Total$1,619.0 $1,698.3 
 
(c)   “Sales percentage change” reflects, for each category of restaurants, the percentage change in sales in any given fiscal period compared to the prior fiscal period for all restaurants in that category.
(d)   “Domestic same-restaurant sales percentage change” reflects the percentage change in sales in any given fiscal period, compared to the same weeks in the prior fiscal period, for domestic restaurants that have been operated during both fiscal periods that are being compared and have been open for at least 18 months. Because of new restaurant openings and restaurant closures, the domestic restaurants open throughout both fiscal periods being compared may be different from period to period.


31

 Restaurant Development ActivityThree months ended March 31,
 20212020
Applebee's(Unaudited)
Summary - beginning of period:
Franchise1,640 1,718 
Company restaurants69 69 
Beginning of period1,709 1,787 
Franchise restaurants opened:
Domestic— 
Total franchise restaurants opened— 
Franchise restaurants permanently closed:
Domestic(4)(8)
International(2)(4)
Total franchise restaurants permanently closed(6)(12)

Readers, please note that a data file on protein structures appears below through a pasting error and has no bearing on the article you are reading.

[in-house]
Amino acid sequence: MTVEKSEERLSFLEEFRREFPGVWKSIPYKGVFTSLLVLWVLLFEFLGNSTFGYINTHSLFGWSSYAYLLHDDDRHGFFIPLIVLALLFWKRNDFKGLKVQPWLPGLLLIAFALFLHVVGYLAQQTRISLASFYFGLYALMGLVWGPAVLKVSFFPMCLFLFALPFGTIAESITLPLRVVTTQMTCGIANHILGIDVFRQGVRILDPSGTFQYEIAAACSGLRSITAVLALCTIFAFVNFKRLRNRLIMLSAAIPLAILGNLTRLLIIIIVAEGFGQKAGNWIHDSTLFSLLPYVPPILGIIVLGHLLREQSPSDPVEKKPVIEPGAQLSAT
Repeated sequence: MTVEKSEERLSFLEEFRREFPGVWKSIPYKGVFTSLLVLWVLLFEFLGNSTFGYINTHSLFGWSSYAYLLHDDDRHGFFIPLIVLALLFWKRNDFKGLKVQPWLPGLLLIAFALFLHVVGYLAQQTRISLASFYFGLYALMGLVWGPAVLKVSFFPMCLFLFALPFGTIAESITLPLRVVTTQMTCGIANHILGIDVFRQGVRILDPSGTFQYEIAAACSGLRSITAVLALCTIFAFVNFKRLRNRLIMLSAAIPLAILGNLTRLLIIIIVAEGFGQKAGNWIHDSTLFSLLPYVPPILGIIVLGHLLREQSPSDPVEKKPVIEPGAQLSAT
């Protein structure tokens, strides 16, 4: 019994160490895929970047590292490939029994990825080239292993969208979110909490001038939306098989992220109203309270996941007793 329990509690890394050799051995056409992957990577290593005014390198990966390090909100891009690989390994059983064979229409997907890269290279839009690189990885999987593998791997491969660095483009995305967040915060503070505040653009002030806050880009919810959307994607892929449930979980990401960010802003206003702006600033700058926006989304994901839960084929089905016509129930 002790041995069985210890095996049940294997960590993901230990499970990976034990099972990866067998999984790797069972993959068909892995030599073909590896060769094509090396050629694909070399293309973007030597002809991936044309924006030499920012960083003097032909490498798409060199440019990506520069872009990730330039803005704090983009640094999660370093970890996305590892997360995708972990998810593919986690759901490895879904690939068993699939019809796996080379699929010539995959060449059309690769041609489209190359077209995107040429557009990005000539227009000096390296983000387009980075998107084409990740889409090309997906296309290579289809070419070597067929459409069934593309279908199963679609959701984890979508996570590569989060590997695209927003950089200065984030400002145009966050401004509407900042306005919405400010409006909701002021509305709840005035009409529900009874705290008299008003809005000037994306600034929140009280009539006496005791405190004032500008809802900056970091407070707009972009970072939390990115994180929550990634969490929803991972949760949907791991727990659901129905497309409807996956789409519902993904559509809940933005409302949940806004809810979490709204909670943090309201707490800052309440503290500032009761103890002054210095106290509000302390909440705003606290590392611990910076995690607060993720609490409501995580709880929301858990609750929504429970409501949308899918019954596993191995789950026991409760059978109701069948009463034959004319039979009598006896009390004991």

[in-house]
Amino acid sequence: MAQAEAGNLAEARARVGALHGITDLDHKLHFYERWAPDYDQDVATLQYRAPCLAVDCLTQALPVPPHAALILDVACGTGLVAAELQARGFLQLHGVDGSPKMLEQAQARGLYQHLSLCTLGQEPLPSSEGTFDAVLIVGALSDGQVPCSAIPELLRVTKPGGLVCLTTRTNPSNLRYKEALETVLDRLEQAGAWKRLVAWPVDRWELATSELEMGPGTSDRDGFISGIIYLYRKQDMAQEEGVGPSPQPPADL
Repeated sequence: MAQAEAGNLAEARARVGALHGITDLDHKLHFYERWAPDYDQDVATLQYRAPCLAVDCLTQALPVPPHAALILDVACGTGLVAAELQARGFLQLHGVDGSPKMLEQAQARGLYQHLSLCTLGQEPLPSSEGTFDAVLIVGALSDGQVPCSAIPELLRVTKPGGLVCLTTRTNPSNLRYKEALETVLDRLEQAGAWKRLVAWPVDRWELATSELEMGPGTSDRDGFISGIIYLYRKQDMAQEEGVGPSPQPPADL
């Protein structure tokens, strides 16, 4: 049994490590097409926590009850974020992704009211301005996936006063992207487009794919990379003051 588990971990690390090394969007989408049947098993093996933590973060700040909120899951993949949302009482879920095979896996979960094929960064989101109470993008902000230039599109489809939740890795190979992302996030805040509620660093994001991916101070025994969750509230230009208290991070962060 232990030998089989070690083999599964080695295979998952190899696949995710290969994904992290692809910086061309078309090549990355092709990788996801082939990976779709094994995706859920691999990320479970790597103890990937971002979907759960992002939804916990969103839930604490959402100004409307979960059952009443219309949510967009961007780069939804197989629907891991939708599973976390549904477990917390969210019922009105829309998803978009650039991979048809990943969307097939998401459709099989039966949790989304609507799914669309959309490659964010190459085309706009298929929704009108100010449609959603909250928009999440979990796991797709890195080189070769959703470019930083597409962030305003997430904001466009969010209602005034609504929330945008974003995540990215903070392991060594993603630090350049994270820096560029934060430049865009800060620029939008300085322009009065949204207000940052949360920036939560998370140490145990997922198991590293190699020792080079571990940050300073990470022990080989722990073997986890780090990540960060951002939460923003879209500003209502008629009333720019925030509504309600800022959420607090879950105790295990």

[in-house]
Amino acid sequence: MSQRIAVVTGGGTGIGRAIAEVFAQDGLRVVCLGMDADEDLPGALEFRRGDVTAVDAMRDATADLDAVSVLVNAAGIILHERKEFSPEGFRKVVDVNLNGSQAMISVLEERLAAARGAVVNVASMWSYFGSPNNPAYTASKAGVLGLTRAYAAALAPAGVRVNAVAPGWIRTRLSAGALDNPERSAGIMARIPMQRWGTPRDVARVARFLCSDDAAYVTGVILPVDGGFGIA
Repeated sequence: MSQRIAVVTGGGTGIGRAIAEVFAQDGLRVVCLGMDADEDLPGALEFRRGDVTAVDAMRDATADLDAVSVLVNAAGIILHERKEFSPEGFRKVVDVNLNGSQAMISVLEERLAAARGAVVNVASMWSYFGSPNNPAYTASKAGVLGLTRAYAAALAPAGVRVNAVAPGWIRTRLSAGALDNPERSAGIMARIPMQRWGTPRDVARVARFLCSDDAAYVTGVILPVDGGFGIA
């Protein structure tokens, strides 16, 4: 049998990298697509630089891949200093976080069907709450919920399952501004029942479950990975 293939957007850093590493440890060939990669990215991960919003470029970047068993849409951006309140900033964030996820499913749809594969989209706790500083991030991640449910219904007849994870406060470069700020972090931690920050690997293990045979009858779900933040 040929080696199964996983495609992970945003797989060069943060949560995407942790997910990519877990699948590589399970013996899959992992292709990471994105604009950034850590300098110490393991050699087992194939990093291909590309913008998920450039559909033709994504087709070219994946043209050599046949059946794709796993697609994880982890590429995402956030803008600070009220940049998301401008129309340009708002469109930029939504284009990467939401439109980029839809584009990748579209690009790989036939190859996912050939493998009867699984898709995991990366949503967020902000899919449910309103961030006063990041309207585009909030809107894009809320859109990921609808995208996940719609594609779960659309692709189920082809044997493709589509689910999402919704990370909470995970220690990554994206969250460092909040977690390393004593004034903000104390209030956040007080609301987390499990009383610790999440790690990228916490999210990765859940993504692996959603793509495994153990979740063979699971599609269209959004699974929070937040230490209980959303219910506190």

Net franchise restaurant reduction(4)(12)
Summary - end of period:
Franchise1,636 1,706 
Company restaurants69 69 
Total Applebee's restaurants, end of period1,705 1,775 
Domestic1,596 1,657 
International109 118 
IHOP
Summary - beginning of period:
Franchise1,611 1,680 
Area license158 161 
Company— 
Total IHOP restaurants, beginning of period1,772 1,841 
Franchise/area license restaurants opened:
Domestic franchise
Domestic area license— 
International franchise— 
Total franchise/area license restaurants opened
Franchise/area license restaurants permanently closed:
Domestic franchise(16)(6)
Domestic area license(2)(2)
International franchise(9)(2)
Total franchise/area license restaurants permanently closed(27)(10)
Net franchise/area license restaurant closures(19)(1)
Franchise restaurants reacquired by the Company(1)— 
Net reduction in franchise/area license restaurants(20)(1)
Summary - end of period:
Franchise1,593 1,680 
Area license156 160 
Company— 
Total IHOP restaurants, end of period1,753 1,840 
Domestic1,660 1,709 
International93 131